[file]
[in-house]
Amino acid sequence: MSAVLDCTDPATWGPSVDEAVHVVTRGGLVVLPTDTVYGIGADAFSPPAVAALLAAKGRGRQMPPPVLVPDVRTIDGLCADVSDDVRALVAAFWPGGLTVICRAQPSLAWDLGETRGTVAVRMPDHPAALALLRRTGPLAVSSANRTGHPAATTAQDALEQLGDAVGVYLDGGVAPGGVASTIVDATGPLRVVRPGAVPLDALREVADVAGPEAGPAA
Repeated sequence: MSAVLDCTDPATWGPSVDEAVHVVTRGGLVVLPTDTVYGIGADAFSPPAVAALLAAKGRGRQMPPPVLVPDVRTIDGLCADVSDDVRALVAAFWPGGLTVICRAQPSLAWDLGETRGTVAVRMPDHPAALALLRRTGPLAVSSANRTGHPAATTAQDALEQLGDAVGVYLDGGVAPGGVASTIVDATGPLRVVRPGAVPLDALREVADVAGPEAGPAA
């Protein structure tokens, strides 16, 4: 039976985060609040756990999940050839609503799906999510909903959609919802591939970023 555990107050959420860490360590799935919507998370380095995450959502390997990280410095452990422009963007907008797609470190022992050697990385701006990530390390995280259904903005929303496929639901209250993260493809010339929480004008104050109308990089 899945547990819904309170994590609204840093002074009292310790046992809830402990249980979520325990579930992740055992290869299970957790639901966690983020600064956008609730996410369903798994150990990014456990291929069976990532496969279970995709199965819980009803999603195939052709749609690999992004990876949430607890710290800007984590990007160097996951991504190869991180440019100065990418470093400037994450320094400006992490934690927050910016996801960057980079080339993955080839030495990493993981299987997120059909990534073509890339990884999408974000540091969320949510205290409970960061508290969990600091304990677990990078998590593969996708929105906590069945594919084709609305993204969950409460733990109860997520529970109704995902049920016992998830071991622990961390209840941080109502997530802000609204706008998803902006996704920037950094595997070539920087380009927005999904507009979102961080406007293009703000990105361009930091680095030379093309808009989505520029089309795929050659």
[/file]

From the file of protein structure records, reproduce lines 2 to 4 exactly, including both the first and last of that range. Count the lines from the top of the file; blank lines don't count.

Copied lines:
Amino acid sequence: MSAVLDCTDPATWGPSVDEAVHVVTRGGLVVLPTDTVYGIGADAFSPPAVAALLAAKGRGRQMPPPVLVPDVRTIDGLCADVSDDVRALVAAFWPGGLTVICRAQPSLAWDLGETRGTVAVRMPDHPAALALLRRTGPLAVSSANRTGHPAATTAQDALEQLGDAVGVYLDGGVAPGGVASTIVDATGPLRVVRPGAVPLDALREVADVAGPEAGPAA
Repeated sequence: MSAVLDCTDPATWGPSVDEAVHVVTRGGLVVLPTDTVYGIGADAFSPPAVAALLAAKGRGRQMPPPVLVPDVRTIDGLCADVSDDVRALVAAFWPGGLTVICRAQPSLAWDLGETRGTVAVRMPDHPAALALLRRTGPLAVSSANRTGHPAATTAQDALEQLGDAVGVYLDGGVAPGGVASTIVDATGPLRVVRPGAVPLDALREVADVAGPEAGPAA
């Protein structure tokens, strides 16, 4: 039976985060609040756990999940050839609503799906999510909903959609919802591939970023 555990107050959420860490360590799935919507998370380095995450959502390997990280410095452990422009963007907008797609470190022992050697990385701006990530390390995280259904903005929303496929639901209250993260493809010339929480004008104050109308990089 899945547990819904309170994590609204840093002074009292310790046992809830402990249980979520325990579930992740055992290869299970957790639901966690983020600064956008609730996410369903798994150990990014456990291929069976990532496969279970995709199965819980009803999603195939052709749609690999992004990876949430607890710290800007984590990007160097996951991504190869991180440019100065990418470093400037994450320094400006992490934690927050910016996801960057980079080339993955080839030495990493993981299987997120059909990534073509890339990884999408974000540091969320949510205290409970960061508290969990600091304990677990990078998590593969996708929105906590069945594919084709609305993204969950409460733990109860997520529970109704995902049920016992998830071991622990961390209840941080109502997530802000609204706008998803902006996704920037950094595997070539920087380009927005999904507009979102961080406007293009703000990105361009930091680095030379093309808009989505520029089309795929050659």